Monday, July 29, 2013

Before Midnight

I first met Jesse and Celine nearly a decade ago. When I lived in Portland, OR and served as an intern in my church, I lived in a small apartment in a carriage house behind a large mansion converted into apartments. I used to walk up Hawthorne Boulevard to a local video store (it's since closed down), where I would peruse the aisles, searching for the next film to view. I had heard of Richard Linklater's 1995 film Before Sunrise from online film conversations and recommendations. I noticed the DVD cover on the shelf, looking worn and dated. I took it home and watched the story of Jesse and Celine unfold, two complete strangers becoming more intertwined as they wandered and conversed along the streets of Vienna for one night.

They walked.

They talked.

And that was all.

I was captivated. Enamored, really. Something as simple as watching two people have a conversation was absolutely fascinating to me. I took the rental back to the store and picked up Before Sunset, the second Jesse-and-Celine encounter. This second conversation occurred nine years later and for only a about 90 minutes as they walked the streets of Paris, playing out in real-time as the two potential lovers wrestled with the "what if?" question of their lost-and-found connection. Before Sunset proved to be even more enthralling, with a bit more maturity and depth, moving beyond the young love of the 23-year-olds in Before Sunrise into the complexities of one's early-30s and the post-9/11 era.

Nine years spanned the first two conversations. Then, nine years later, a third conversation. The characters are nine years older, nine years of experiences and wisdom and struggles, revealed in the glimpse of a single day in the now 41-year-olds. I will make this claim: the romance between Jesse and Celine has created one of the best--if not the best--of all filmic trilogies, with three consistently well-crafted, affecting, and thoughtful films. Keeping to the simple "walk and talk" formula, Linklater and actors Ethan Hawke and Julie Delpy have created some of the most authentic, nuanced, and compelling characters on screen.

If Before Sunrise was about exploring the notions of romance and sex, and Before Sunset addressed humanity's deeper question about love and destiny, then Before Midnight is the trilogy's meditation on marriage and commitment. Jesse and Celine offer a myriad of views on the concept of marriage--much of it cynical and jaded, though honest and not without merit. Even when I disagreed strongly with their beliefs or comments, I would find myself nodding in understanding and empathy, though not in agreement. As they wander through the countryside and pathways of the coast of Greece--a beautiful setting for any conversation on romance--their honesty and openness is both intriguing and disconcerting. It's like we've been invited to walk alongside a couple as they pour out their hearts, no holding back, no restraints or social barriers. It can be painful or awkward or even ugly to hear, but it is always honest. Each of these three conversations ends with an open ending; we're unsure where Jesse and Celine will go from here, how their romantic journey will end. I suppose we'll have to wait nine more years and see how these 50-year-olds are doing.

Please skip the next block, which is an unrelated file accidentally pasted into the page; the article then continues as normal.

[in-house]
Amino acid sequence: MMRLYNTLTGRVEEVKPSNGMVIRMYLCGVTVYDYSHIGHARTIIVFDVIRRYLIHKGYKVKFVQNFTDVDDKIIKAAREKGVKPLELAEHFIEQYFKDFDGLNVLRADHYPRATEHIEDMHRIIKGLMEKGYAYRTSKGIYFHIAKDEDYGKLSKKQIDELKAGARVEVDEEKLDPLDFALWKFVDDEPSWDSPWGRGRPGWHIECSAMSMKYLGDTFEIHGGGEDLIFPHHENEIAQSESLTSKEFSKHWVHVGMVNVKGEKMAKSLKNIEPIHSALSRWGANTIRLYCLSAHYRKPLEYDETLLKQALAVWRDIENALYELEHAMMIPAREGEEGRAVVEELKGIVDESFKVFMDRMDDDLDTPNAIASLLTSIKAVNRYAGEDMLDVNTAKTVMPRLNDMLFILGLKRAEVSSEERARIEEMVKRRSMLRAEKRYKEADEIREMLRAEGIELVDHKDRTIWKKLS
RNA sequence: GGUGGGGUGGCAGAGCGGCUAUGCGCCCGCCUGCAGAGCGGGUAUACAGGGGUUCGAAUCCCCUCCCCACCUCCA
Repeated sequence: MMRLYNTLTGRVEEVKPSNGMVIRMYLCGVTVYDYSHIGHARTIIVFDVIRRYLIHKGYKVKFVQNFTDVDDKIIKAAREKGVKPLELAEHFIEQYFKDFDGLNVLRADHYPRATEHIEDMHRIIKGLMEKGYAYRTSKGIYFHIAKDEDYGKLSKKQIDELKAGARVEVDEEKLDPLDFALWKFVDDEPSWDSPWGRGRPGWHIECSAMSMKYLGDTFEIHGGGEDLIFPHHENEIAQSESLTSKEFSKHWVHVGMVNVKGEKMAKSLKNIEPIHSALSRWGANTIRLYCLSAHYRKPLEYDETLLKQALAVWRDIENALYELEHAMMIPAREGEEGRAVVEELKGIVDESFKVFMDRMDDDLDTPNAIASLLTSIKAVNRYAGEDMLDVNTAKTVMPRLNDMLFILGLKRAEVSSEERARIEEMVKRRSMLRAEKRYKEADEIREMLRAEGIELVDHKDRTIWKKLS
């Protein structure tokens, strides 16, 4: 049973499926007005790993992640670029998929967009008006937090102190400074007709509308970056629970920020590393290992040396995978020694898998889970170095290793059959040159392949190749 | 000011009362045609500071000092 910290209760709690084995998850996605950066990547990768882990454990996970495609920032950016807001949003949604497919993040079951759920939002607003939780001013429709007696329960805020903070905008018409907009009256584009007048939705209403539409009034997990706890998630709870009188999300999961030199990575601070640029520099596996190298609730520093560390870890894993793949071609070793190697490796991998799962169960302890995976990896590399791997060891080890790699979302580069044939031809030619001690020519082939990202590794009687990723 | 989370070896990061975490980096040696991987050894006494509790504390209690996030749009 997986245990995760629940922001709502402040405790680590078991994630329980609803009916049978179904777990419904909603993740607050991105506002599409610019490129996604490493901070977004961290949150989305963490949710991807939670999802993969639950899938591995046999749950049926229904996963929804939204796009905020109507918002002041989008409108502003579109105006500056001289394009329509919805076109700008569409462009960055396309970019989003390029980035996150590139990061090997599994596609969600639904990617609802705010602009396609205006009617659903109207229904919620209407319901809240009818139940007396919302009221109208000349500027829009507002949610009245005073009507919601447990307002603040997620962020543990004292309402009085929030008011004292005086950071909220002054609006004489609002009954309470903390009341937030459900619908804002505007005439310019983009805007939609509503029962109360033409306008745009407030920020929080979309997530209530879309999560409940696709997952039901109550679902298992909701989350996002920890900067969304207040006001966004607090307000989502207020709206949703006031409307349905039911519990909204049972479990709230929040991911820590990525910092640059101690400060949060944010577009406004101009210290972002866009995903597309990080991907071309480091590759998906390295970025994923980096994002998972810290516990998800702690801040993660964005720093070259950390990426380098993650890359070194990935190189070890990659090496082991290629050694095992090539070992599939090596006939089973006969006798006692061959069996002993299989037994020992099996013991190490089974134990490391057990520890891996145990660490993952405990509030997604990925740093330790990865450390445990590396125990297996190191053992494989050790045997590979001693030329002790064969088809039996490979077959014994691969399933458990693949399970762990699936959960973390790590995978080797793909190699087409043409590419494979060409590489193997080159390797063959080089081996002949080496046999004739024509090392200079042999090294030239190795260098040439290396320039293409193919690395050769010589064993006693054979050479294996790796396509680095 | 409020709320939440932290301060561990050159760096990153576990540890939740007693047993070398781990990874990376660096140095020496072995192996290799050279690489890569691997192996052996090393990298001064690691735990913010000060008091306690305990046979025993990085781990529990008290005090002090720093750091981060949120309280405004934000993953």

I viewed Before Midnight twice. The first time, I left feeling disappointed and pained. The Jesse and Celine of my youth spent much of the last third of the film in heated debate, tearing each other down with their words, painful because of their raw verbal brutality. I stepped out of the theatre as an emotional mess, wondering if there was any hope for love in this world. Then I introduced Before Sunrise and Before Sunset to my wife, culminating in viewing Before Midnight on the eve of our seventh wedding anniversary. What followed was one of the best conversations I've ever had with my wife on the subject of marriage, parenthood, and love. We addressed many of our own hopes and fears, comparing our own romantic story with Jesse and Celine. We, too, struggle with desires, questions, worries, anxieties, and commitments. We, too, love to walk and talk. The difference between our romance story and Jesse and Celine: we've invited God to be an active participant in the conversation. It's not that He is absent in the romantic stories of the Jesses and Celines of the world. His grace is certainly present, for God is love, and all love finds its roots and origins in the Divine. Yet true love is certainly far richer when His grace is recognized, embraced, pursued, and shared between two people.

A note of caution: While Before Sunrise and Before Sunset certainly had some candid and coarse language about sexuality, there was no explicit sexual scenes or nudity. This is not the case with Before Midnight, and viewers should be forewarned of an extended scene in the last act in which Celine is topless. If you proceed, view with discernment and caution.

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